Latest global data show safety efforts bearing fruit in more affluent countries
WHO warns of rising road deaths after 1.35m killed in 2016
Road accidents killed 1.35 million people in 2016, or one person every 24 seconds, and were the leading cause of death among children and young people between the ages of five and 29, the World Health Organisation said on Friday in its latest report on road safety.
The UN health agency's Global Status Report on Road Safety showed that number of fatalities annually rose by around 100,000 over the three years since its last report, based on data from 2013.
"These deaths are an unacceptable price to pay for mobility," said WHO chief Tedros Adhanom Ghebreyesus. "There is no excuse for inaction. This is a problem with proven solutions."
Despite the increase in the overall number of deaths, the rate of death compared to the growing number of people and cars in the world has stabilised in recent years.
"This suggests that existing road safety efforts in some middle and high-income countries have mitigated the situation," WHO said.
This was largely due to better legislation to address key risks, including speeding, drinking driving, and failure to use a seatbelt, child restraints or helmets, the report found.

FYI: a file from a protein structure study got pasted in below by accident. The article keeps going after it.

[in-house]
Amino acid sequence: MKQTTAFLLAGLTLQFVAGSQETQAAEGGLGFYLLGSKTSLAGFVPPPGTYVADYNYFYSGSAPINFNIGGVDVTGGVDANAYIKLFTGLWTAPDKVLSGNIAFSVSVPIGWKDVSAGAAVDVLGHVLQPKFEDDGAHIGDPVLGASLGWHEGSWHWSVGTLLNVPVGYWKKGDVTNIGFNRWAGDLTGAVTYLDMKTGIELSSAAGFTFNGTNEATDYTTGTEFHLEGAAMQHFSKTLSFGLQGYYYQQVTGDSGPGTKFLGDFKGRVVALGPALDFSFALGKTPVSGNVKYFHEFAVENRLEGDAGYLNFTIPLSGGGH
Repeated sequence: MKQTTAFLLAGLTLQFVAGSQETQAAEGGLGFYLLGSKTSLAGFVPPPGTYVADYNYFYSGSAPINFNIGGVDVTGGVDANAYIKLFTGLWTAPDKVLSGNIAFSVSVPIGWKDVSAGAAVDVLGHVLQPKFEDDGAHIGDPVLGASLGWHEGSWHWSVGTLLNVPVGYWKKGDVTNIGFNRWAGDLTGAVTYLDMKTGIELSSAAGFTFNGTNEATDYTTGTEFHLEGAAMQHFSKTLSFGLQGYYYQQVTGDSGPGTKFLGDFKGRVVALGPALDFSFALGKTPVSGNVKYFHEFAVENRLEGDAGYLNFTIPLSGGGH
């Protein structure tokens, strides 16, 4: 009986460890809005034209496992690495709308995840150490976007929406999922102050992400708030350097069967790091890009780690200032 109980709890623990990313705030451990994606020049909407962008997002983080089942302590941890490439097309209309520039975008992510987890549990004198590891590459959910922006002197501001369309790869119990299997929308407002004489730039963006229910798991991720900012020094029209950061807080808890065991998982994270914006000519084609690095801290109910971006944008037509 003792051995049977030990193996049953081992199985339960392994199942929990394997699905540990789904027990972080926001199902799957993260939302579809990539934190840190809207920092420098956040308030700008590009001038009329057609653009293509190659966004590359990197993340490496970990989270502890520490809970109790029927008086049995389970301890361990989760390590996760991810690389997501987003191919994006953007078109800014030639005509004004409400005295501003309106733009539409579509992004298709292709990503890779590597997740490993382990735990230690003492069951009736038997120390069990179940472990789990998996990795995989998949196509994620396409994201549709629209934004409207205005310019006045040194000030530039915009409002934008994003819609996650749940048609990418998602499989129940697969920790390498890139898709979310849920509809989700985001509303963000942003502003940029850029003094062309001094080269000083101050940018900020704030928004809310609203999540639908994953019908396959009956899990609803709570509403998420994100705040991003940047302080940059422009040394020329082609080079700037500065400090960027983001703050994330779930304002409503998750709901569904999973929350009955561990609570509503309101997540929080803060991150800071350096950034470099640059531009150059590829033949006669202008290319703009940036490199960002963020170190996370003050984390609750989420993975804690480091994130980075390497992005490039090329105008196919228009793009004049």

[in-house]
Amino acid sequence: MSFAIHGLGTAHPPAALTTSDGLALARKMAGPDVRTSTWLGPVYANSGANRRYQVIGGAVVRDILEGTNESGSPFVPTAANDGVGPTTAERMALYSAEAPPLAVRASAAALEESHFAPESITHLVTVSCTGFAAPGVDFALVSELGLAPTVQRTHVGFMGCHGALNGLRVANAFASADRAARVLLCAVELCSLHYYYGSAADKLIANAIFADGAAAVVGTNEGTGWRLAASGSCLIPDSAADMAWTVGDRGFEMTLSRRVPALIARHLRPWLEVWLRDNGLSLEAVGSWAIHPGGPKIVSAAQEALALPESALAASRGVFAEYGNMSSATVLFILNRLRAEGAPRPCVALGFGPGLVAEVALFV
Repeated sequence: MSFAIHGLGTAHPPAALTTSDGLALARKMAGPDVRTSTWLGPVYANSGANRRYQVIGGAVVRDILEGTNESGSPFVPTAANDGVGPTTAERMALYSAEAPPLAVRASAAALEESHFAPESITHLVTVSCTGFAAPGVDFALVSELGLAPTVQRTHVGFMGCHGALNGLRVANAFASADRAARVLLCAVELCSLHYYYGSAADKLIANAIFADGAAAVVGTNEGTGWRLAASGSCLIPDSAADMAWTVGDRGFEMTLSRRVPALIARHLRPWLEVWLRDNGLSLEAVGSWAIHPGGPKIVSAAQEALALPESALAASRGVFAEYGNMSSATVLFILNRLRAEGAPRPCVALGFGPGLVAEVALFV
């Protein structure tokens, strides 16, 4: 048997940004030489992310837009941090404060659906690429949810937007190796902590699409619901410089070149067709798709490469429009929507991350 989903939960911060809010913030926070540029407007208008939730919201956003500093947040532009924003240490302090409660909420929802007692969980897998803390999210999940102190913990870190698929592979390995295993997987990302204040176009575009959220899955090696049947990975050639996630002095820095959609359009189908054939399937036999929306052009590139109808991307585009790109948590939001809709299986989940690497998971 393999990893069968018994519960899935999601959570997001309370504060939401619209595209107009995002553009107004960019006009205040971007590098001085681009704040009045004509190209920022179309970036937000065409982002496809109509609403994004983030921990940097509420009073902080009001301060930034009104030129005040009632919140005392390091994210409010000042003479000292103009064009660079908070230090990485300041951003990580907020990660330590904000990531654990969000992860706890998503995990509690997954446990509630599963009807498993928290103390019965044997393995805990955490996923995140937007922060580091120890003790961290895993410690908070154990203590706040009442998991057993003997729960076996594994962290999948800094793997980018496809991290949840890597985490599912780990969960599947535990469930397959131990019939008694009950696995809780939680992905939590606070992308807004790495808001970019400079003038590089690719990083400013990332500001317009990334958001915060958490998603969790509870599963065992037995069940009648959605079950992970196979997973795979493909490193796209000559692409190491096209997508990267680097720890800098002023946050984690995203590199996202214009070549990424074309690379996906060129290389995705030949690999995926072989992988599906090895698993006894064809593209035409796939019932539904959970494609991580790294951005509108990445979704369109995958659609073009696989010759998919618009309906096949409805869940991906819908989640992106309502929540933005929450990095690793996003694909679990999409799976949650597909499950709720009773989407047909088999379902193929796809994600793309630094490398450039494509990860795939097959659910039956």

Safer infrastructure such as sidewalks and dedicated cycle lanes and better vehicle standards have also paid off.
But while many countries have stepped up efforts to improve the situation, many poorer nations are lagging way behind.
"Not a single low-income country has demonstrated a reduction in overall deaths", according to the report. The risk of a road traffic death in such countries was three times higher than in high income countries, it said.
The death rate in Africa is particularly high, with 26.6 traffic deaths for every 100,000 citizens, compared with 9.3 in Europe, where the death rate is the lowest.
The report also showed a devastating disregard for the most vulnerable in traffic, with more than half of all those killed in road accidents either walking or on two wheels.
Pedestrians and cyclists account for 26 per cent of all traffic deaths, with the figure as high as 44 per cent in Africa.
Motorcyclists and their passengers accounted for 28 per cent of all road deaths overall, but 43 per cent in South-East Asia, the report said.